Whither Freedom of the Press?

August 1, 2011
/ Author: Rick

Increasingly, it’s difficult for me to write this blog. I find myself wanting to be involved in something more than empty words. Blogging seems pointless when there is so much news out there already which is being ignored.

Police departments are doing their best to help with that problem, though — by reducing the amount of news you’re allowed to see and hear.

Friday, yet another reporter was arrested — this time for videotaping at the scene of an accident. This accident occurred at the end of a police chase and, as Fox News reports (2015 update: link has vanished), the news photographer who was arrested was assigned the job of getting video. If you watch the video — it appears at the top of the Fox story — you can see that the photographer, when first confronted, is not even remotely “in the scene.” The officer answers the question of why the reporter must leave by first stating, “Because I want you to.” After that, he starts saying the reason is because it’s an active scene.

The photographer walks away as the officer continues to follow him, telling him to leave. The officer ignores other people present “at the scene” — they aren’t filming. Whatever they might “report” later will not be backed by any evidence, if there is no reporter’s videotape. Officers will be able to say whatever they want about “what really happened.”

The reporter finally gets into a car and drives away — far enough that the officer has to get into his own car to drive to where the photographer is located to arrest him for “being in the scene” when the officer realizes he is still filming. Still doing his job as a news reporter. In a public area. With other people walking past him, through what the cop appears to consider the inviolable “scene.”

The truth of the matter is that the officer didn’t give a damn about “the scene.” The police simply do not want videos or photographs showing them “in the scene.” Videos might show them planting evidence. Or videos might show — if there are people “in the scene” being arrested — the now fairly commonplace police brutality. (2015 update: link has vanished) The reason for police over-reaction is often irrational and not even emergency personnel are safe from the irrationality. (Incidentally, to all my clients, potential clients, and friends whom I routinely advise not to answer questions when confronted by law enforcement. This video — where the officer indicates that due to pending legal actions, he won’t be answering questions — shows you that even the cops know this is a good idea.)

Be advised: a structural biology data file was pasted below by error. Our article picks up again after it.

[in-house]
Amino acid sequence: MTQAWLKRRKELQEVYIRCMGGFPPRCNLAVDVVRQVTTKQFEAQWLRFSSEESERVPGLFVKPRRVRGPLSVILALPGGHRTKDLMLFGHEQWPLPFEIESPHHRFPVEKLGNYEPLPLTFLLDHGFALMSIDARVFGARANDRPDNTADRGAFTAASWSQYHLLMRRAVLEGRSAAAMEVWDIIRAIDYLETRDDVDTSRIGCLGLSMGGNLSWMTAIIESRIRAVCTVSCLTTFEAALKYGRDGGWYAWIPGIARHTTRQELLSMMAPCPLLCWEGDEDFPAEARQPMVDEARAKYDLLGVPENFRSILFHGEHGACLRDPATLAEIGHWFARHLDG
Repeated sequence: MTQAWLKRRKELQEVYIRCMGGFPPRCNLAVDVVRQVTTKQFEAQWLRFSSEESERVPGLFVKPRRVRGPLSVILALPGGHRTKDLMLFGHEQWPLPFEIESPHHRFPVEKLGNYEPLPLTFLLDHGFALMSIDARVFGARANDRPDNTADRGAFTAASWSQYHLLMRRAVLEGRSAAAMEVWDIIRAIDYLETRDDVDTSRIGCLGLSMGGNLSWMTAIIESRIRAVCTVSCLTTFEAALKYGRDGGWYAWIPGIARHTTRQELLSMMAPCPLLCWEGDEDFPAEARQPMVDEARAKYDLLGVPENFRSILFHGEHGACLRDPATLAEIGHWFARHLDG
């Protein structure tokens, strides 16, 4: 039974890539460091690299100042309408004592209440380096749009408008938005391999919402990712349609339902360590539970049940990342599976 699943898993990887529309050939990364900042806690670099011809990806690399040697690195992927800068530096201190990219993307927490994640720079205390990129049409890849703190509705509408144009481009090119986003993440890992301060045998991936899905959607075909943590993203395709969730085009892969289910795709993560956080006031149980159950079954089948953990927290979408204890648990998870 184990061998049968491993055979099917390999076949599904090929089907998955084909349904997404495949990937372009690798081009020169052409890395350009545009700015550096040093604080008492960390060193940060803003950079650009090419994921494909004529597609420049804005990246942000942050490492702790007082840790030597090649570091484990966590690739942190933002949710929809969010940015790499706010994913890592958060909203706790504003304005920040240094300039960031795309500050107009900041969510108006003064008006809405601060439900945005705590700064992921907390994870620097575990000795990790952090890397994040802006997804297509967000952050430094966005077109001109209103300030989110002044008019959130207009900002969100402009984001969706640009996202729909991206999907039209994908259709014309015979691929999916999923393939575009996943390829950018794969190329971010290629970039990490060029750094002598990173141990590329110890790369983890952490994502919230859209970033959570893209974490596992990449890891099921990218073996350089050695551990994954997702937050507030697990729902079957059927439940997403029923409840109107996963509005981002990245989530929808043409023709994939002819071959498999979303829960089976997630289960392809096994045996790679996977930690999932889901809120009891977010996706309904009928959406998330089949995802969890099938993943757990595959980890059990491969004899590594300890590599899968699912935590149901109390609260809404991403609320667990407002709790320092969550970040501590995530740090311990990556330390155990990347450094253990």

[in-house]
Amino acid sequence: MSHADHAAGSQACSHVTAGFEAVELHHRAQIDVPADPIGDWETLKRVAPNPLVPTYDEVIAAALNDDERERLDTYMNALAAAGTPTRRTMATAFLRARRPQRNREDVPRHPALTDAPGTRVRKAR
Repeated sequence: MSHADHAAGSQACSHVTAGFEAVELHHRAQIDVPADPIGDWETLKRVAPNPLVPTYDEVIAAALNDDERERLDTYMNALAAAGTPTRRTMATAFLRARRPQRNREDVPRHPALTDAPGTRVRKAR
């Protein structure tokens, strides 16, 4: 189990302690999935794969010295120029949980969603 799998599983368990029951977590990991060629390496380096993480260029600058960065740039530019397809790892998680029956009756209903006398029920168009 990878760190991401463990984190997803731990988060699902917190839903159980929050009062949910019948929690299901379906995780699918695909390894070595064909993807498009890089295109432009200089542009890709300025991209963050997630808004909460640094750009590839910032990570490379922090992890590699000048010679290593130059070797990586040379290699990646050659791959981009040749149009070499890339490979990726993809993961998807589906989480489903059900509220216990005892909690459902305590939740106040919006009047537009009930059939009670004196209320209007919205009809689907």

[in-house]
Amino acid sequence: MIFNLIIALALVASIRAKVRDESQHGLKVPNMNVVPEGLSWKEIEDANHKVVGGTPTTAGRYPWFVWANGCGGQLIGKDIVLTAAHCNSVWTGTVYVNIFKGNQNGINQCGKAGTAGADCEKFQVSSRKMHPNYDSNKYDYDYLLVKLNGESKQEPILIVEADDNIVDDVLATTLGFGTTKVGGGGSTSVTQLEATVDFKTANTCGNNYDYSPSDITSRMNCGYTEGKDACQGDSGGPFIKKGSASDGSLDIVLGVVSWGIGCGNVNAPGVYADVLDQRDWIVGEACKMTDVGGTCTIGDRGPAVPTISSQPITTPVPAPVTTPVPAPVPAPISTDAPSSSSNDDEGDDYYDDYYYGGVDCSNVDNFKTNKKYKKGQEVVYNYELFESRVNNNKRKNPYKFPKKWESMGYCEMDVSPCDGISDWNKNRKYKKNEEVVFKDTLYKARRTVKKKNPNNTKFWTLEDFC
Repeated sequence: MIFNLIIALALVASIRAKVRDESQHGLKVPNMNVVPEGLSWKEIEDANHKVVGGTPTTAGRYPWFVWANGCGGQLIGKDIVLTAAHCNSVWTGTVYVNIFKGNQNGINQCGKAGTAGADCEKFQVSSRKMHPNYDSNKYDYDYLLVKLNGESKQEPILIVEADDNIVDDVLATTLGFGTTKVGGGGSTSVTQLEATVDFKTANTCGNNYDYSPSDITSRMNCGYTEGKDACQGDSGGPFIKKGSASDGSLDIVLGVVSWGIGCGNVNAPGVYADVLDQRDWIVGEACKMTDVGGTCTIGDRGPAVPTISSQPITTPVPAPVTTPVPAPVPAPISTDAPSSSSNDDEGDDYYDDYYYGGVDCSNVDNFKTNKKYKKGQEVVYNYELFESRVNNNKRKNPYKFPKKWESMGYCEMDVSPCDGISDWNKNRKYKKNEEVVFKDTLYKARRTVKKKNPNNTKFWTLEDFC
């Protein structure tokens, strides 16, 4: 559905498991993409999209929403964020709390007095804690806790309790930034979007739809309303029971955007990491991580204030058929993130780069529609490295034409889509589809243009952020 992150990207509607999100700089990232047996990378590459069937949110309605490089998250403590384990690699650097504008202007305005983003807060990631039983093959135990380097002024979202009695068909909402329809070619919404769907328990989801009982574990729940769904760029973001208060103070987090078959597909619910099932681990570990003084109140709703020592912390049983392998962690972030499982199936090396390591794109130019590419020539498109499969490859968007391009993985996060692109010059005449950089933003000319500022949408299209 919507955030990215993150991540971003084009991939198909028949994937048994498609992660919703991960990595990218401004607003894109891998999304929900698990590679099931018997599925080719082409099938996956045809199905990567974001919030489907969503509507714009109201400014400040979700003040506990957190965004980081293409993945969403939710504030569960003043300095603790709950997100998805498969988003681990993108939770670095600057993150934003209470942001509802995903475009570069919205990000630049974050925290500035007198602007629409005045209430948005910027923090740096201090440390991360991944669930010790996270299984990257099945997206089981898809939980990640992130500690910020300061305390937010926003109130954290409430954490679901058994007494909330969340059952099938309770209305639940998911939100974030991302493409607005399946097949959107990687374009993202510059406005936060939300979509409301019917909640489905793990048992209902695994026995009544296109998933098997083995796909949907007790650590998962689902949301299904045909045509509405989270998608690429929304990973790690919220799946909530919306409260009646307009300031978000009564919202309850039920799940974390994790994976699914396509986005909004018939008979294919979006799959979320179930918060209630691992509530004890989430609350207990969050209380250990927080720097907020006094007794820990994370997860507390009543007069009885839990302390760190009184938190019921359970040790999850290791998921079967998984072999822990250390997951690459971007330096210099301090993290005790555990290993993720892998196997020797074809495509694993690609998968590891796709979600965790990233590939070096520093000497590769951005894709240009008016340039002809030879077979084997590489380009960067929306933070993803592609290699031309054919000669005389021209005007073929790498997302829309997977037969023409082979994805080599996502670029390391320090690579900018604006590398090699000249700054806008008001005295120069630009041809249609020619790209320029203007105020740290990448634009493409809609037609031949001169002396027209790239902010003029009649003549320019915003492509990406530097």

But police officers aren’t just arresting reporters for videotaping them. In some cases, reporters are arrested simply for asking questions in an attempt to get information for a news story.  Other times, reporters and accompanying photographers are arrested while attempting to cover protests against the government.

Increasingly, criticizing — or even just plain documenting — the actions of the police against citizens is cause for arrest. But, as lawyer James Green in Florida has pointed out, videotaping the police is

[P]robably the most effective way to protect citizens against police officers who exaggerate or lie.

And therein lies the problem. Police officers today are not the same police that my parents — or even I — grew up knowing. Police officers today are actually taught how to lie.  In some cases, the training in how to lie is given to show police how to collect evidence; however justified someone might think that is, it’s still lying. And, having been taught to lie, the police become desensitized to lying. Lying by police officers becomes such a routine event that I seriously doubt the police even know when they’re lying anymore. Lying loses its opprobrium for the officers, who feel justified in lying even to judges and juries.

If this keeps up, I won’t have to worry about feeling that there’s already so much news out there being ignored. Maybe I’ll be able to blog again. I won’t be able to link to much in the way of trusted sources, though, if the police get their way.

But, where there is no freedom of the press, and there are no other options for spreading the word and reigning in government, blogging probably will still remain pointless. Who listens to bloggers, anyway?

No. I strongly suspecct those of us who wish to resist the police state will have to find other weapons than words and cameras.

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  1. This entry is so spot on. It’s good to see Fresno attorneys that are willing to tell it like it is. Keep it up!

  2. This entry is so spot on. It’s good to see Fresno attorneys that are willing to tell it like it is. Keep it up!

  3. As long as there are police officers that forget that they are public servants, and believe and act as if they are beyond the law, the problem will continue.

    It seems to be more the rule than the exception these days.

    Until the culture in police departments change, i don’t see things getting better.

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